Internet principles of operation
1. 7.3 Internet principles of operation
2. INTERNETThe internet is the global network of computers which are all connected allowing
us to share information and communicate with each other.
The world wide web is the series of web pages and files which are stored on the
internet. You don't always use the world wide web when you're on the internet. For
example, you might be making a Skype call or playing an online game.
A web browser is a piece of software for converting the code in which web pages
are written in to things you can see and understand. The web browser displays the
text, images and video which are contained on the internet in to a clear structure so
they can be browsed and viewed easily.
3. HTTPAn intranet is a private network accessible only to an organization's staff.A wide
range of information and services from an organization's internal IT systems are
unavailable to the public, unlike the Internet.
HTTP HTTP (HyperText Transfer Protocol), the underlying protocol used by the
World Wide Web. HTTP defines how messages are formatted and transmitted, and
what actions Web servers and browsers should take in response to various
commands. For example, when you enter a URL in your browser, this actually sends
an HTTP command to the Web server directing it to fetch and transmit the
requested Web page
4. ProtocolsA protocol is the set of rules that define
how devices communicate. how the communication will start
the transmission speed
the significance of the bits being transmitted
how the bits will be delivered (one at a time or in groups of 16 for example)
error checking procedures used The Internet Protocol is known as TCP/IP.
5. IP AddressingAn Internet Protocol (IP) address is a unique 32-bit reference number that is
allocated to devices on a computer network that uses the Internet Protocol.
IP addresses are stored as 32-bit numbers 2^(32) = 4 billion possible unique IP addresses
For our convenience IP addresses are usually displayed as a series of 4 decimal numbers, each
one representing 8 bits of the original binary address.
32-bit binary version: 110010011010000001011011011111111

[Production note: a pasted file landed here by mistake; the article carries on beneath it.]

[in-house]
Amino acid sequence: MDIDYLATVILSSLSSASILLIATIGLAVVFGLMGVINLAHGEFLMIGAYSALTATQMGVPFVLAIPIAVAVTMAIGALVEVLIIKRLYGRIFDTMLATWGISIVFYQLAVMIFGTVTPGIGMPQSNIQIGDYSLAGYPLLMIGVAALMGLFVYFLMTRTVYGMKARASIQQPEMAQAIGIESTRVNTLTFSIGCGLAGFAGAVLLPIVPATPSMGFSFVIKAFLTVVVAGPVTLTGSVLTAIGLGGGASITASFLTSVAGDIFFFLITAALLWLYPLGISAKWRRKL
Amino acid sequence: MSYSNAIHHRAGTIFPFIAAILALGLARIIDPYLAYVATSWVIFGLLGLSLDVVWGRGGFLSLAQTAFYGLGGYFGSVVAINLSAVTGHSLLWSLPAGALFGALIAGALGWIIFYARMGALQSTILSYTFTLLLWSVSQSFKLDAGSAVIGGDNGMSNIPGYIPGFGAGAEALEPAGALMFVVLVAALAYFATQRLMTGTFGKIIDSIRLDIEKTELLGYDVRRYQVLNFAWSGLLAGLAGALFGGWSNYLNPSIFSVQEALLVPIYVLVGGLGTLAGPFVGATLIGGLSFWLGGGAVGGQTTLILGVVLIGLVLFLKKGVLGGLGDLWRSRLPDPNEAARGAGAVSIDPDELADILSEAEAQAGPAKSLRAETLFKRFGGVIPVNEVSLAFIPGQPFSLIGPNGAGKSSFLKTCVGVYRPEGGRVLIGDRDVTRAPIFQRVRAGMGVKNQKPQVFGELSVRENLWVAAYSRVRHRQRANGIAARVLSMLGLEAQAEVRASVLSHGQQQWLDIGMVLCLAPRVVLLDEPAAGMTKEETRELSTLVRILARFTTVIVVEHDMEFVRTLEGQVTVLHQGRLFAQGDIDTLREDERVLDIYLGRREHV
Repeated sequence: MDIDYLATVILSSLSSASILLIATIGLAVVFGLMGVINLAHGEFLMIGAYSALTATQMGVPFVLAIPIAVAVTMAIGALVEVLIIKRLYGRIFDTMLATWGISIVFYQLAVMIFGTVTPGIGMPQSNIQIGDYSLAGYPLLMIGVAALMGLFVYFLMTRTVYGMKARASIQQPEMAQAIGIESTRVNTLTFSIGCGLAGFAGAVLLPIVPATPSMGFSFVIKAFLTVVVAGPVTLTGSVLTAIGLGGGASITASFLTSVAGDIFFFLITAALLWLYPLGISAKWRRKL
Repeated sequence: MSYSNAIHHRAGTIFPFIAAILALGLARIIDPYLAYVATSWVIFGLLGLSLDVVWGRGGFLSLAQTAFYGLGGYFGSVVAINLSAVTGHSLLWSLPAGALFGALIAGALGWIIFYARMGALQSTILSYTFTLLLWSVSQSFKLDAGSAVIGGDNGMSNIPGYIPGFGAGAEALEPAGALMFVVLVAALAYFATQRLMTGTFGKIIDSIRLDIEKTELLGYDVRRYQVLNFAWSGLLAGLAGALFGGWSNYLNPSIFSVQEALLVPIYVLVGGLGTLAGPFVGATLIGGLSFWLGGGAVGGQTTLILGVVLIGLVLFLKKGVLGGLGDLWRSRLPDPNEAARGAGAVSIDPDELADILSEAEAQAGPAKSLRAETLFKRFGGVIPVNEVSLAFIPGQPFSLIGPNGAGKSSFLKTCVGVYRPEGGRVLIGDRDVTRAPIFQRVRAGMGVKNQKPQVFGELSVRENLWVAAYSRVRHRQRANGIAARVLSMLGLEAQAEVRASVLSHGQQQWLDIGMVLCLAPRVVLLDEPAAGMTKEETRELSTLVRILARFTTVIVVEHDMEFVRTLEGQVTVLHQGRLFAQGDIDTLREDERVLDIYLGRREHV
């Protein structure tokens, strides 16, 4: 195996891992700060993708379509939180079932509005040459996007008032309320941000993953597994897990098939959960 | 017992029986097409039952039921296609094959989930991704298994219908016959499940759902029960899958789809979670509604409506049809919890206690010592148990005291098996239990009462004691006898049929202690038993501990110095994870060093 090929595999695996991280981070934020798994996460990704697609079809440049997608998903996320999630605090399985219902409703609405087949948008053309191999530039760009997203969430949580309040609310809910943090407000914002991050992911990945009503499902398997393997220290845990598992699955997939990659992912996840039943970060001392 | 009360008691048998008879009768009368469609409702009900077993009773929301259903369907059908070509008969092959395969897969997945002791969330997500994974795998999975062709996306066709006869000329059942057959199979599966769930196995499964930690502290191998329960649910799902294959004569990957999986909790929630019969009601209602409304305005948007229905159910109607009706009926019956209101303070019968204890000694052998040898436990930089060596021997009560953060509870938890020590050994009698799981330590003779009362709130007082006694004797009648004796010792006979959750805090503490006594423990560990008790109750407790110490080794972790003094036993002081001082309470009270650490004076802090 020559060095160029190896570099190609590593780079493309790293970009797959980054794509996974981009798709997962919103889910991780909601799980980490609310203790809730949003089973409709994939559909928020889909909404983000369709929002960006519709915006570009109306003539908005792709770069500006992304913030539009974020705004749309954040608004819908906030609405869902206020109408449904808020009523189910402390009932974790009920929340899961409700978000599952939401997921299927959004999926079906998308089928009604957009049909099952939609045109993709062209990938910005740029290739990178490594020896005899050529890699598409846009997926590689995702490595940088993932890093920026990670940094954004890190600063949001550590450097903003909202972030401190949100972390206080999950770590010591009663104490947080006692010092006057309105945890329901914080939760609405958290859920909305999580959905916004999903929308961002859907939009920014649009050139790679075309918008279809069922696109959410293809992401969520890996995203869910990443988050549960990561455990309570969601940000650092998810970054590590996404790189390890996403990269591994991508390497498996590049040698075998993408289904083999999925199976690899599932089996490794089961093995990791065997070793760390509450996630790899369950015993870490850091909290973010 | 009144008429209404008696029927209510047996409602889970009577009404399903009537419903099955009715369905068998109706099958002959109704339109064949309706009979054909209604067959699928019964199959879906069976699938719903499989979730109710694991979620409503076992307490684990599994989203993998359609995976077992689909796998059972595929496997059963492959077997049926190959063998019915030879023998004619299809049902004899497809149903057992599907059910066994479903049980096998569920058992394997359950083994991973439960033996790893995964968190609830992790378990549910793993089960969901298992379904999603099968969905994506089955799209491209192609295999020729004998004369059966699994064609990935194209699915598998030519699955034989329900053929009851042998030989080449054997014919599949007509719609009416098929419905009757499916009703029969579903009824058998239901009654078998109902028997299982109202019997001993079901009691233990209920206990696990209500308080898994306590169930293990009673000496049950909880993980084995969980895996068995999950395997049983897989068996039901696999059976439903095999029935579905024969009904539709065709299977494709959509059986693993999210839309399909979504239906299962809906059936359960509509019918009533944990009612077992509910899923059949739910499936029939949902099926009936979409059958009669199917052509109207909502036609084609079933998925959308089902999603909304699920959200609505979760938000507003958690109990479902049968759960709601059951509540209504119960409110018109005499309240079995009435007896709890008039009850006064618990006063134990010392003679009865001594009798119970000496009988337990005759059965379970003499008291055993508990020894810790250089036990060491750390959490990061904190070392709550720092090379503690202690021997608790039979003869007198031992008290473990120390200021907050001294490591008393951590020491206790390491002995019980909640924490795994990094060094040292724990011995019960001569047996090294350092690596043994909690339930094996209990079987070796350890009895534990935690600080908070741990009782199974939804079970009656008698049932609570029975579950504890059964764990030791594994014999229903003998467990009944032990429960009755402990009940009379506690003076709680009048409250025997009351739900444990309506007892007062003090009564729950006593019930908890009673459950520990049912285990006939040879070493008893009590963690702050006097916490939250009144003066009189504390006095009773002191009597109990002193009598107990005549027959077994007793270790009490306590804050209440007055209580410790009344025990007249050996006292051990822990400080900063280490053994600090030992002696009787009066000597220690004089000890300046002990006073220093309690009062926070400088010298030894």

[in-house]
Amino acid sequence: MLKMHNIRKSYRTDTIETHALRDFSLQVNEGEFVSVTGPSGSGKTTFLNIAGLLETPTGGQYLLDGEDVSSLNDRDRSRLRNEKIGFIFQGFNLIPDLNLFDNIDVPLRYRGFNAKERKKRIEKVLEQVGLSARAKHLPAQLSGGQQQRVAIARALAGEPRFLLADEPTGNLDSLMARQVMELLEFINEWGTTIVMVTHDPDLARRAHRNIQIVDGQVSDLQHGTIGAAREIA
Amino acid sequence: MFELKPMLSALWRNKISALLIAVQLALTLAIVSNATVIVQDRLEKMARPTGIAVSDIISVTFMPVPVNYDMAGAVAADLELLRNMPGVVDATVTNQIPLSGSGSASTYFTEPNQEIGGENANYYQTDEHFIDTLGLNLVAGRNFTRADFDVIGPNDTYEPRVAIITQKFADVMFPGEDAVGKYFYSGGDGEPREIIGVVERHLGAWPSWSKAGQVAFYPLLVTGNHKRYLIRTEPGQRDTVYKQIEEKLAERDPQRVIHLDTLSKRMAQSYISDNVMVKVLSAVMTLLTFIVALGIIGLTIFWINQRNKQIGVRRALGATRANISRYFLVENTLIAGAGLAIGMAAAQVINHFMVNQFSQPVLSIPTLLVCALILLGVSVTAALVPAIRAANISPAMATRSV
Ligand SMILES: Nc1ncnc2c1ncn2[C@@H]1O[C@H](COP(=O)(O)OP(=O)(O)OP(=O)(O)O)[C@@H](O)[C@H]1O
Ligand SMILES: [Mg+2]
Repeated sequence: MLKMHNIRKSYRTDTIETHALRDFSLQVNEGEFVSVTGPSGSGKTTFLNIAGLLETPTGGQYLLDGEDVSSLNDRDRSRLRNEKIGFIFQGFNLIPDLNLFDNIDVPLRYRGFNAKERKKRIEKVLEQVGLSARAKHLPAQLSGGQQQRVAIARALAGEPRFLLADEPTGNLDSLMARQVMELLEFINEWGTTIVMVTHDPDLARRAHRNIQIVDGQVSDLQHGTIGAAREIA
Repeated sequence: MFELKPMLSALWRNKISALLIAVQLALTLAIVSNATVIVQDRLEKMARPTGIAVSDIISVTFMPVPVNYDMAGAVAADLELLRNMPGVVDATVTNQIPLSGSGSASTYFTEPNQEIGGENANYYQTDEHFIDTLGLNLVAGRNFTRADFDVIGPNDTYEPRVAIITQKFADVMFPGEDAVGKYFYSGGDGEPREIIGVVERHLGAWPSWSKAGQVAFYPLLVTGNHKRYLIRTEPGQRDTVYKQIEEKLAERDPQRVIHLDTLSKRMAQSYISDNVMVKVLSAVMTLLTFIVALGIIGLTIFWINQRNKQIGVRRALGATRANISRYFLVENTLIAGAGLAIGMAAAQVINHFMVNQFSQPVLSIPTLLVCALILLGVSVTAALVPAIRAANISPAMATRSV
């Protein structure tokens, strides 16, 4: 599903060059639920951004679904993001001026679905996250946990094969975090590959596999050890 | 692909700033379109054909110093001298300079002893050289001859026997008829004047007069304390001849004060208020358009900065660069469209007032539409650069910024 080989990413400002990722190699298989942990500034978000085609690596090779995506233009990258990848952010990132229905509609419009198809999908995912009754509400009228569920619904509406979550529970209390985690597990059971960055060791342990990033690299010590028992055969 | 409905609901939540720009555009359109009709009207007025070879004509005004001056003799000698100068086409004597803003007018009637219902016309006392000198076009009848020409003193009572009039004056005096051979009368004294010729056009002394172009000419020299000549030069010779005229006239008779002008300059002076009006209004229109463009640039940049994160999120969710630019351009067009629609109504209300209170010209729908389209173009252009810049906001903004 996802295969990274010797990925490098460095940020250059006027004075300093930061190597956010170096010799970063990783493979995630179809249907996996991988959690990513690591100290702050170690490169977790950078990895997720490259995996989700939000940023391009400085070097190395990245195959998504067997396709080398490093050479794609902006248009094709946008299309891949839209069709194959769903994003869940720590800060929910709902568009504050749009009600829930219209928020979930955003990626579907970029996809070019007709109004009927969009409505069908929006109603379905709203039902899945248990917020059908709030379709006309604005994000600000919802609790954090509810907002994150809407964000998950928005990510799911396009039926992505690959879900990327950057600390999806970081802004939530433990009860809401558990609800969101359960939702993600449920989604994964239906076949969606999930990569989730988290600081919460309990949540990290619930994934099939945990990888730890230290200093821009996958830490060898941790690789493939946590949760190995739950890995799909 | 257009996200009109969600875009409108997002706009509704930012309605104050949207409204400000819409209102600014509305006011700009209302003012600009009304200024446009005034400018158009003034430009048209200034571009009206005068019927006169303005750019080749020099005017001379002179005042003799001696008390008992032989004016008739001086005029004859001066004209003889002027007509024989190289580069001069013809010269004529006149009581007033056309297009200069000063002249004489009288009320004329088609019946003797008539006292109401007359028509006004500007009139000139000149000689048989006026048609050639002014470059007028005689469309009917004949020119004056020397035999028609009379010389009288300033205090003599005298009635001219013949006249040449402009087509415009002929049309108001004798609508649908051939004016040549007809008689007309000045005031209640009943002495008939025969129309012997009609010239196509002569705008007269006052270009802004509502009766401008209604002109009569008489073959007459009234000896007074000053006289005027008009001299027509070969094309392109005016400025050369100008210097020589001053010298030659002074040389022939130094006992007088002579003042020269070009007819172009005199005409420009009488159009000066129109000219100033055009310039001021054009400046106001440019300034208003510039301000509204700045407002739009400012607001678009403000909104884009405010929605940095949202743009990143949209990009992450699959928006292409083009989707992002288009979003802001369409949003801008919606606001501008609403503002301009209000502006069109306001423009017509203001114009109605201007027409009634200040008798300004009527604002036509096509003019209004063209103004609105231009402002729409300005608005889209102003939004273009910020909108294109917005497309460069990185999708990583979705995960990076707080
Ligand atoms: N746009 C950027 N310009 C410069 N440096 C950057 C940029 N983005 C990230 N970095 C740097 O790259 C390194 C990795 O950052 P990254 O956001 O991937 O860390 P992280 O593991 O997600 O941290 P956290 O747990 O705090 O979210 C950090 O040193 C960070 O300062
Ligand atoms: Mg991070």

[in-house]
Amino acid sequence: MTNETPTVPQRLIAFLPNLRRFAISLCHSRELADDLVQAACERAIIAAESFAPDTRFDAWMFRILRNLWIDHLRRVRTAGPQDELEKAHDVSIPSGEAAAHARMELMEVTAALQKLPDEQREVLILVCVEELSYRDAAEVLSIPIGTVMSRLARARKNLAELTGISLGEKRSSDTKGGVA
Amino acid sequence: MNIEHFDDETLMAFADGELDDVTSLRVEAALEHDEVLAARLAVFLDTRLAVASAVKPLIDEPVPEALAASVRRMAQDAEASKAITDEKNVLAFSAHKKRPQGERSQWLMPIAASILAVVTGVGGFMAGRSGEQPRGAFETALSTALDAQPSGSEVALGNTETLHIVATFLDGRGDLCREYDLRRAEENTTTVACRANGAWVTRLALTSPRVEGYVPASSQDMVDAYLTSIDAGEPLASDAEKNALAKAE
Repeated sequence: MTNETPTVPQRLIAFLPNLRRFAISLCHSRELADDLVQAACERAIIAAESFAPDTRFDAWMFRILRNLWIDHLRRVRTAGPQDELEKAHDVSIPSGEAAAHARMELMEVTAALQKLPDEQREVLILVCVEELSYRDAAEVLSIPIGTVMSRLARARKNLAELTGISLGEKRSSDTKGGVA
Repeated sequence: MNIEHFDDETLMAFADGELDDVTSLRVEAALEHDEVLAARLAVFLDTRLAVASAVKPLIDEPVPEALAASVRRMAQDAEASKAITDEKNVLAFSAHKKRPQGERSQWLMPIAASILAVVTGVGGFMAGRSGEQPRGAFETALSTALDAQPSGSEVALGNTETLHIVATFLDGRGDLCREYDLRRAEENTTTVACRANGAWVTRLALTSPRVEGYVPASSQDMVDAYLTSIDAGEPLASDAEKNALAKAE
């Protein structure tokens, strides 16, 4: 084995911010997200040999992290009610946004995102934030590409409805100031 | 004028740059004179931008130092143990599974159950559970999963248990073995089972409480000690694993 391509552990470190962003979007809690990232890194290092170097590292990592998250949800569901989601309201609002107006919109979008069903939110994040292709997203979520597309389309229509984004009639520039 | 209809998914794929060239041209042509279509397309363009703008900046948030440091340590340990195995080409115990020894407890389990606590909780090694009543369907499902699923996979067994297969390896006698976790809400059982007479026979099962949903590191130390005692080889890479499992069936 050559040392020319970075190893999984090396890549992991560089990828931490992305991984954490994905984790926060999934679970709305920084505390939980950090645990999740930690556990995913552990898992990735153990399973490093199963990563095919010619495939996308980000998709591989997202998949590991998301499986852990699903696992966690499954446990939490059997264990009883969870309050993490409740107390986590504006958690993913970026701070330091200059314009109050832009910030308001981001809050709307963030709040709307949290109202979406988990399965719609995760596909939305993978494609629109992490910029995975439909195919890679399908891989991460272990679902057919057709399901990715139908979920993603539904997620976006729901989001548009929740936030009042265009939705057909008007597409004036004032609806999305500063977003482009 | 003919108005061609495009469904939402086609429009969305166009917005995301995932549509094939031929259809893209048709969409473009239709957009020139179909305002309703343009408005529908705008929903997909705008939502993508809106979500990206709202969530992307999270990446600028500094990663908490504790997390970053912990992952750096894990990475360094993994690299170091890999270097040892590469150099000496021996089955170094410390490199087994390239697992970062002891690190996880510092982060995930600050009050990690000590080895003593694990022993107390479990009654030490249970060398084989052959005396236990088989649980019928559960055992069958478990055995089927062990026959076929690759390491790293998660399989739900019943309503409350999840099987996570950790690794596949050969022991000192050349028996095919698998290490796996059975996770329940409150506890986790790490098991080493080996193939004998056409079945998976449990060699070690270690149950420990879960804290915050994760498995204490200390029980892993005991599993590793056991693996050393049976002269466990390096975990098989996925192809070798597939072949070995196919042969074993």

decimal version: 220.127.116.11
Some IP addresses are reserved for private network ranges e.g.
10.0.0.0 - 10.255.255.255
172.16.0.0 - 172.31.255.255
192.168.0.0 - 192.168.255.255
6. MAC AddressingIn computer networking, a Media Access Control address (MAC
address) is a unique 48-bit number assigned to a network interface card (NIC) to
identify it on a LAN. Because they are so long, MAC addresses are usually displayed
48-bit binary version: 000000000000100101111100111100011111011110000101
hexadecimal version: 00-09-7C-F1-F7-85
MAC addresses are stored as 48-bit numbers 2^(48) = 281 trillion possible unique
7. Uniform Resource Locator (URL)A Uniform Resource Locator (URL), colloquially termed a web
address, is a reference to a web resource that specifies its location
on a computer network and a mechanism for retrieving it.
The Domain Name System (DNS) is a hierarchical decentralized
naming system for computers, services, or other resources
connected to the Internet or a private network.
8. Web addressesEvery website address has a URL with an equivalent IP address. A
web address contains (running from left to right):
the domain name - the name of the website
an area within that website – like a folder or directory
the web page name – the actual page that you are viewing
For example: http://www.bbc.co.uk/nature/life/frog
In this example from BBC Nature:
• http is the protocol
• www.bbc.co.uk is the domain name stored on a DNS
• /nature/life/ is the folder structure leading to where the web page is located
• frog is the requested web page